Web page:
Productivity in American Whaling: The New Bedford Fleet in the Nineteenth Century
AbstractFrom the end of the War of 1812 until the Civil War the New Bedford whaling fleet grew spectacularly; thereafter it declined, equally spectacularly. By the end of the century New Bedford's day was over. During the 88 years of this period, the technical configuration of the fleet, the hunting grounds visited, and the types of whales pursued all changed dramatically, and more than once. The literature on whaling suggests that the collapse of the industry was due, in part, to declining productivity, occasioned by the disappearance of the whales (because of over-hunting) and the deterioration of the quality of labor. The shifts in the composition of the fleet are viewed, chiefly, as the result of efforts by whalemen to overcome their problems. In this paper, productivity data (superlative indexes), by voyage, are employed in multiple regression analysis to trace the relationships between the changes in the composition of the fleet and productivity. The propositions that declining labor quality and whale stocks had important consequences for productivity are subjected to test, while the impacts of technical changes on productivity are measured.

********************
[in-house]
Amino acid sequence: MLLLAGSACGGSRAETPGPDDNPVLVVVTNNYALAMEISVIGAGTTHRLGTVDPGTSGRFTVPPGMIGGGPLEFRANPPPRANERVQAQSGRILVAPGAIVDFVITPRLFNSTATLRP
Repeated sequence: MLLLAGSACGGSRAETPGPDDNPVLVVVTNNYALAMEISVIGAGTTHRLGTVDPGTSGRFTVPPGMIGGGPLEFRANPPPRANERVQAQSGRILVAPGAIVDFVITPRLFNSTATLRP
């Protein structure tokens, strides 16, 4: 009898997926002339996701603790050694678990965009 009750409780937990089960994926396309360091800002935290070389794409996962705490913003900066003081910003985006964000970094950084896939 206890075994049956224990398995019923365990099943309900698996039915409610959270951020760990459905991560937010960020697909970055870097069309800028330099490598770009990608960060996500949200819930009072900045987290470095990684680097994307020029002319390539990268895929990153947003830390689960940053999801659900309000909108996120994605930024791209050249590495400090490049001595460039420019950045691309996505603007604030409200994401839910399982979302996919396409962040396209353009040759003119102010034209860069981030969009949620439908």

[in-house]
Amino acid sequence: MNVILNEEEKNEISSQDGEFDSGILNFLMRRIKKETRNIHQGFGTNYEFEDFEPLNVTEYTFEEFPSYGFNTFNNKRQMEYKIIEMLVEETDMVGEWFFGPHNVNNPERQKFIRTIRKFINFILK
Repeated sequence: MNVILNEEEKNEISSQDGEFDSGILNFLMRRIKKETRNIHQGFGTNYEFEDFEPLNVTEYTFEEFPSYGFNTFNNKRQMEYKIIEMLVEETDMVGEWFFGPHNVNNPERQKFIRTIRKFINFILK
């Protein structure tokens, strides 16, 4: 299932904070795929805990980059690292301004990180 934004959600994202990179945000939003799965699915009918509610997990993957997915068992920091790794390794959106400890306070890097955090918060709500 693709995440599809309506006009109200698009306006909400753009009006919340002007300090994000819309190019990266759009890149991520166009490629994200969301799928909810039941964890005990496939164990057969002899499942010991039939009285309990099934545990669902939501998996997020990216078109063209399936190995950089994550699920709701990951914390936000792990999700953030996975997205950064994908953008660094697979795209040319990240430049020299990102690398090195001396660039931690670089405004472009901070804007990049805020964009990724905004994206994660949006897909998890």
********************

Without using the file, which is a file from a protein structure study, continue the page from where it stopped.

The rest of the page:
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Bibliographic InfoPaper provided by National Bureau of Economic Research, Inc in its series NBER Working Papers with number 2477.
Date of creation: Dec 1987
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Postal: National Bureau of Economic Research, 1050 Massachusetts Avenue Cambridge, MA 02138, U.S.A.
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